Conflict between Newcastle and Mike Ashley escalates! Ex-Magpies owner unable to prevent exclusive JD Sports deal for next year's shirts - possibility of Sports Direct boss taking legal action against the club.


Former Newcastle owner Mike Ashley’s Sports Direct have failed in a bid to sell the club’s shirts in their stores next season, according to a report.

The Magpies have agreed an exclusive deal with JD Sports that will see their jerseys sold in only their stores and the official club shop.

Ashley was in charge of Newcastle between 2007 and 2021 before selling it to the Saudi Arabian Public Investment Fund for £305million.

Now, according to Sky Sports, the two parties are at war once again with The Competition Appeals Tribunal unanimously rejecting Sports Direct’s request for an immediate injunction to stop the deal.

Mike Ashley's Sports Direct have failed in bid to sell Newcastle's shirts in stores next season

Mike Ashley’s Sports Direct have failed in bid to sell Newcastle’s shirts in stores next season

Sports Direct had claimed an exclusive agreement between JD Sports and Newcastle would damage competition

Sports Direct had claimed an exclusive agreement between JD Sports and Newcastle would damage competition 

Ashley owned Newcastle between 2007 and 2021 and regularly received criticism from fans

Ashley owned Newcastle between 2007 and 2021 and regularly received criticism from fans

Sports Direct had alleged that competition will be damaged by the agreement, with lawyers previously arguing that the retailer, branding themselves the ‘home of football supplies’, should be able to sell cheaper shirts to prevent fans being impacted.

The tribunal are said to have judged the factor as ‘neutral’ when it came to their decision.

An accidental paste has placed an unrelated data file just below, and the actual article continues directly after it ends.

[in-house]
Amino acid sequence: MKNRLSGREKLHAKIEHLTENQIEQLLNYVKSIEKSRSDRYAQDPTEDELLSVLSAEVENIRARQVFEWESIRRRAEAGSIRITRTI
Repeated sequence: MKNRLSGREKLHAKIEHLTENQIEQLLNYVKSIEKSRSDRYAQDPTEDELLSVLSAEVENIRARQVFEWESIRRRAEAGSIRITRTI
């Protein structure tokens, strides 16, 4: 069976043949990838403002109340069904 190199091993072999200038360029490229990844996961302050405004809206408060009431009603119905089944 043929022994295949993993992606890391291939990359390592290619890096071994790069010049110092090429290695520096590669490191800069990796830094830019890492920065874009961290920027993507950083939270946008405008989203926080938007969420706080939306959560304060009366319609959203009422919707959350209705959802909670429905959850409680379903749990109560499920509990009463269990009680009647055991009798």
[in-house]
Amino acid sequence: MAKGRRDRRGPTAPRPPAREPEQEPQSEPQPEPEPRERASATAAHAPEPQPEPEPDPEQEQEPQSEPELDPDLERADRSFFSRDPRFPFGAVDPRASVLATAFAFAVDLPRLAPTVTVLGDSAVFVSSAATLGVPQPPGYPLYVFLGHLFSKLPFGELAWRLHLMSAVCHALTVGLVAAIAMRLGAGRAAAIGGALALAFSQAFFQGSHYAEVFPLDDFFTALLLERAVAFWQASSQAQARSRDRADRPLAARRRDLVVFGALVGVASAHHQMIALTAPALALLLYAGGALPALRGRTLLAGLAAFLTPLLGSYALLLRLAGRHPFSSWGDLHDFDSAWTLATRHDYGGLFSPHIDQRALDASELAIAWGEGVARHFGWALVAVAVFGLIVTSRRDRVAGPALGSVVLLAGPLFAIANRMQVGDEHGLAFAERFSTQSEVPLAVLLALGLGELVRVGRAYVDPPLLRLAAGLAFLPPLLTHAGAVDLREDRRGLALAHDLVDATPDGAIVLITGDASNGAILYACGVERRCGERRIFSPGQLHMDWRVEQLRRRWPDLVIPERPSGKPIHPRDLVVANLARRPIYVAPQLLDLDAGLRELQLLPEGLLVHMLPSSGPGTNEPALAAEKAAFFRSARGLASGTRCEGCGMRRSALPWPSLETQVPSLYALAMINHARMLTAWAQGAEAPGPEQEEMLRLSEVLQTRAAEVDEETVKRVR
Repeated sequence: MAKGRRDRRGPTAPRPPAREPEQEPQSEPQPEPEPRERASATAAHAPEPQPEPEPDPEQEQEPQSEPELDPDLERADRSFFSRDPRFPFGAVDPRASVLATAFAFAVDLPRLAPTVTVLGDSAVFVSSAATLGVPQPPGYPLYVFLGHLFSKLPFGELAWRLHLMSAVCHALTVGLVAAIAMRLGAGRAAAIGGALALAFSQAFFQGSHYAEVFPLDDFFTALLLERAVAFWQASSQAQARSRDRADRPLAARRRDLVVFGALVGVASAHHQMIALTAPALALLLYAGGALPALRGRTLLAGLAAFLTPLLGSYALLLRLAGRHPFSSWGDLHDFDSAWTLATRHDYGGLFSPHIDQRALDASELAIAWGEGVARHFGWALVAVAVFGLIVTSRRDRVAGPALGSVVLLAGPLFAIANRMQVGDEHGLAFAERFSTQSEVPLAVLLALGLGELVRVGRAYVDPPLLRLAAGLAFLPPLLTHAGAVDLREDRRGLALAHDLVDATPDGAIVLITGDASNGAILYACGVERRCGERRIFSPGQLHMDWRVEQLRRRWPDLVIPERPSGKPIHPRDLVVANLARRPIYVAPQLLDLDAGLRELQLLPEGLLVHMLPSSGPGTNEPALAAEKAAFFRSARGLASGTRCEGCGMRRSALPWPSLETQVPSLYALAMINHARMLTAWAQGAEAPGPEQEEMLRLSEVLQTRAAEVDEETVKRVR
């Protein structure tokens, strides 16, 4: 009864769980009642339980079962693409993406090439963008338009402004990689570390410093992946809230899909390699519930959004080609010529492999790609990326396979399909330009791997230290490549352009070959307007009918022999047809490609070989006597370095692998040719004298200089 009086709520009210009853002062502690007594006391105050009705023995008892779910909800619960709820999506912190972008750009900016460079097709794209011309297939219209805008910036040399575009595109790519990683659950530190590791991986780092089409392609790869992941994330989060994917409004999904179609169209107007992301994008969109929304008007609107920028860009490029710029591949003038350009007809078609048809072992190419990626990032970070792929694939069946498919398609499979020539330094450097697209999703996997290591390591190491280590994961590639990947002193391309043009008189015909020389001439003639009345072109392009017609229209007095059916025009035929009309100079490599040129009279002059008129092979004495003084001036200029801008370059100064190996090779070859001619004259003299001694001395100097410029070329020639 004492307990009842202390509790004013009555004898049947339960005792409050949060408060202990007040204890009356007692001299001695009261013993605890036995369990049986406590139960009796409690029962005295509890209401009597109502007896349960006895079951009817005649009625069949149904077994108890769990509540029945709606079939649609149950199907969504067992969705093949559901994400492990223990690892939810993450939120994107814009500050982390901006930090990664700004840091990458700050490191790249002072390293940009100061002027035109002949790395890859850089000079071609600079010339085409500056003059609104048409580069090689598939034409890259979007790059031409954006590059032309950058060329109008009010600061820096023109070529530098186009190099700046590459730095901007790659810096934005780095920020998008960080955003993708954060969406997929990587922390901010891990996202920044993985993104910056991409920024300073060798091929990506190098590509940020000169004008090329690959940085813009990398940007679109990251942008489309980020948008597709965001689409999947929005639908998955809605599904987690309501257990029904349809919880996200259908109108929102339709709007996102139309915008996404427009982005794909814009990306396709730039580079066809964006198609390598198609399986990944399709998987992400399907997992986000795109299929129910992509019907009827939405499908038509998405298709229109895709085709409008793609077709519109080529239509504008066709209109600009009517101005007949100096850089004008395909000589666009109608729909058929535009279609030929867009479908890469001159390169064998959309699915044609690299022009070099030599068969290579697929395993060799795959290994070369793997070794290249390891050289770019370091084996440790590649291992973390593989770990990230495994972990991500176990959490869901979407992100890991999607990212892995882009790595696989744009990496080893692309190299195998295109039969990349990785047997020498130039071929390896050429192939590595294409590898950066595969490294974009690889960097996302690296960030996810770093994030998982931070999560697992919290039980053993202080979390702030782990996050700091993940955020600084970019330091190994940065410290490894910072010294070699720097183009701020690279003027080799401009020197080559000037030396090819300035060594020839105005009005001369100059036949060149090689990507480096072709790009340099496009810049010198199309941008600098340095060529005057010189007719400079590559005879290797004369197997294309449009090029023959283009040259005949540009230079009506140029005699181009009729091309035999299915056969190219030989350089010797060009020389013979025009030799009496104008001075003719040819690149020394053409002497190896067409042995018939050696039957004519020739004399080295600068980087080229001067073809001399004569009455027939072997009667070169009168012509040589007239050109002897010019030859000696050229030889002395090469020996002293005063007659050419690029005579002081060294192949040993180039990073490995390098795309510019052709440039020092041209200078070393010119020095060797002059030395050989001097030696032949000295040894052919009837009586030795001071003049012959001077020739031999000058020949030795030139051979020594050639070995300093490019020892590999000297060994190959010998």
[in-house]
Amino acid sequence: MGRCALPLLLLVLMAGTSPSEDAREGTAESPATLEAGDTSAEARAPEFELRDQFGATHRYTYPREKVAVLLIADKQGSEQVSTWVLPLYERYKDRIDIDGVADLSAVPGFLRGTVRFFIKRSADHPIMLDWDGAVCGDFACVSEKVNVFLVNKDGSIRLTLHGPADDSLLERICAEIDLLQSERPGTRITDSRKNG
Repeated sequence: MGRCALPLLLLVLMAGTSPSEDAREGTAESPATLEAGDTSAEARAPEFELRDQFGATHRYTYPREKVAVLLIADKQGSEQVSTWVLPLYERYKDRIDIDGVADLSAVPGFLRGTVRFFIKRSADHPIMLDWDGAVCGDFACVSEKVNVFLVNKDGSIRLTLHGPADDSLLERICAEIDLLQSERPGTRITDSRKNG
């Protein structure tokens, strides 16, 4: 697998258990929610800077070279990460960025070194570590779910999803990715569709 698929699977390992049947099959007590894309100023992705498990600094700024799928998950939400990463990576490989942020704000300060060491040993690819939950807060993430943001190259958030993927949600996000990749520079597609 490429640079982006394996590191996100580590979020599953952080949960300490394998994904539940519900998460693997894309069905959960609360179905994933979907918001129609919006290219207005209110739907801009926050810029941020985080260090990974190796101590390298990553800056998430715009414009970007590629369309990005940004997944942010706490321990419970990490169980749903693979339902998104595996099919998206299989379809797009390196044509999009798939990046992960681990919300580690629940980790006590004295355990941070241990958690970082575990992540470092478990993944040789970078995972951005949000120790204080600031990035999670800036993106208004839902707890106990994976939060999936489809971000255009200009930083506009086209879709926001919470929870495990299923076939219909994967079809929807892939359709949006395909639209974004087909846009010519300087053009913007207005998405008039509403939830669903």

Ashely, who could regularly be seen donning a Newcastle replica shirt on match days during his time in charge of the club, lodged a £1.533 million claim at the Competition Appeal Tribunal in March, though his claim has now been swiftly dismissed.

The claim stated that the club has ‘abused its dominant position in the market’ by refusing to supply the new Adidas kit for the 2024-25 season to Sports Direct.

Details within the claim alleged that a decision to prefer rival JD Sports and also sell exclusively through the manufacturers, club shop and website, is a breach of the Competitions Act.

Sports Direct said their order, which would have been based on a similar shipment from last year and not been inflated, would have been for 50,900 units of Newcastle merchandise, most of which would have been the famous black and white striped shirts.

Ashley claimed that the deal between Newcastle and the rival store could hit Geordie fans in the pocket as shirt prices would be higher.

The tribunal said that the retailer would be able to take the club to court over the matter at a later date.

Having been produced by Castore for a number of years, the club binned their partnership ahead of next season, signing a multi-year agreement with Adidas. 

Fans often protested against his ownership and celebrated when he sold club after 14 years

Fans often protested against his ownership and celebrated when he sold club after 14 years

His company, self-branded the ‘home of football supplies’, had lodged a £1.533 million claim at the Competition Appeal Tribunal

A consortium backed by Saudi Arabia crown prince Mohammed bin Salman now own Newcastle

A consortium backed by Saudi Arabia crown prince Mohammed bin Salman now own Newcastle

The three-person panel wrote on the judgement: ‘To suggest that there was some obligation on Newcastle United FC and Adidas to ensure in their arrangements (i.e. between the Club and Adidas) that supply to Sports Direct be maintained over time represents a significant fetter on competition, not an enhancement of it,

The judgement added: ‘We expect speedy (and, ideally, agreed) proposals from the parties, failing which the Tribunal will, in short order, make its own proposals.’

The lawsuit represents the salvo in a string of collisions between the former and current owners of Newcastle.

Previous flare-ups were over the details of a loan to facilitate the takeover, and the removal of Sports Direct branding around the club’s St James’ Park ground.



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